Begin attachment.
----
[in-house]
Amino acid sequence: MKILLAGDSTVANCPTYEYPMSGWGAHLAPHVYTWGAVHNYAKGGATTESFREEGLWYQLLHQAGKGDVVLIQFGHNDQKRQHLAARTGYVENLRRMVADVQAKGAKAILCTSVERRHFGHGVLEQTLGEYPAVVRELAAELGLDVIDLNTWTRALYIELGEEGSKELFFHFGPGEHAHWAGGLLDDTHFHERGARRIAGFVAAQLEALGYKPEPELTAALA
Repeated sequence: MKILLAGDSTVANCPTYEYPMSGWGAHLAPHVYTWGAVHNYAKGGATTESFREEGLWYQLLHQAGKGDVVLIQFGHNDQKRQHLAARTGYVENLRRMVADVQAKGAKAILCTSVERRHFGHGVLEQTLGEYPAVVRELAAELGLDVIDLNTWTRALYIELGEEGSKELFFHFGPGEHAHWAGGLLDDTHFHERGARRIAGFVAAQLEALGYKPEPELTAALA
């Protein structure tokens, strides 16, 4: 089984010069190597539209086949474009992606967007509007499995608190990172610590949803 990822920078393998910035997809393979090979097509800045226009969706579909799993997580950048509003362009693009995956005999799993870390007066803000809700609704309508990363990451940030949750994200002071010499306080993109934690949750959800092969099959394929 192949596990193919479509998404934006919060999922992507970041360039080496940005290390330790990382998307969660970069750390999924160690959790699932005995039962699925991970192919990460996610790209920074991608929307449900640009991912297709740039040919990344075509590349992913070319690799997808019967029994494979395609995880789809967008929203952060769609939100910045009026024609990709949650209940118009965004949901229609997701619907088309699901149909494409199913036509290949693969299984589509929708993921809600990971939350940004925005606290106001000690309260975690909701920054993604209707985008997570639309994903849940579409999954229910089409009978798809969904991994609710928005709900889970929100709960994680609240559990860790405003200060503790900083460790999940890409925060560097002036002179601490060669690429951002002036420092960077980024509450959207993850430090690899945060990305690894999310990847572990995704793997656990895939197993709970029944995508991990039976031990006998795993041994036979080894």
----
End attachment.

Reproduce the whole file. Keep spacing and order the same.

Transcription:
[in-house]
Amino acid sequence: MKILLAGDSTVANCPTYEYPMSGWGAHLAPHVYTWGAVHNYAKGGATTESFREEGLWYQLLHQAGKGDVVLIQFGHNDQKRQHLAARTGYVENLRRMVADVQAKGAKAILCTSVERRHFGHGVLEQTLGEYPAVVRELAAELGLDVIDLNTWTRALYIELGEEGSKELFFHFGPGEHAHWAGGLLDDTHFHERGARRIAGFVAAQLEALGYKPEPELTAALA
Repeated sequence: MKILLAGDSTVANCPTYEYPMSGWGAHLAPHVYTWGAVHNYAKGGATTESFREEGLWYQLLHQAGKGDVVLIQFGHNDQKRQHLAARTGYVENLRRMVADVQAKGAKAILCTSVERRHFGHGVLEQTLGEYPAVVRELAAELGLDVIDLNTWTRALYIELGEEGSKELFFHFGPGEHAHWAGGLLDDTHFHERGARRIAGFVAAQLEALGYKPEPELTAALA
């Protein structure tokens, strides 16, 4: 089984010069190597539209086949474009992606967007509007499995608190990172610590949803 990822920078393998910035997809393979090979097509800045226009969706579909799993997580950048509003362009693009995956005999799993870390007066803000809700609704309508990363990451940030949750994200002071010499306080993109934690949750959800092969099959394929 192949596990193919479509998404934006919060999922992507970041360039080496940005290390330790990382998307969660970069750390999924160690959790699932005995039962699925991970192919990460996610790209920074991608929307449900640009991912297709740039040919990344075509590349992913070319690799997808019967029994494979395609995880789809967008929203952060769609939100910045009026024609990709949650209940118009965004949901229609997701619907088309699901149909494409199913036509290949693969299984589509929708993921809600990971939350940004925005606290106001000690309260975690909701920054993604209707985008997570639309994903849940579409999954229910089409009978798809969904991994609710928005709900889970929100709960994680609240559990860790405003200060503790900083460790999940890409925060560097002036002179601490060669690429951002002036420092960077980024509450959207993850430090690899945060990305690894999310990847572990995704793997656990895939197993709970029944995508991990039976031990006998795993041994036979080894």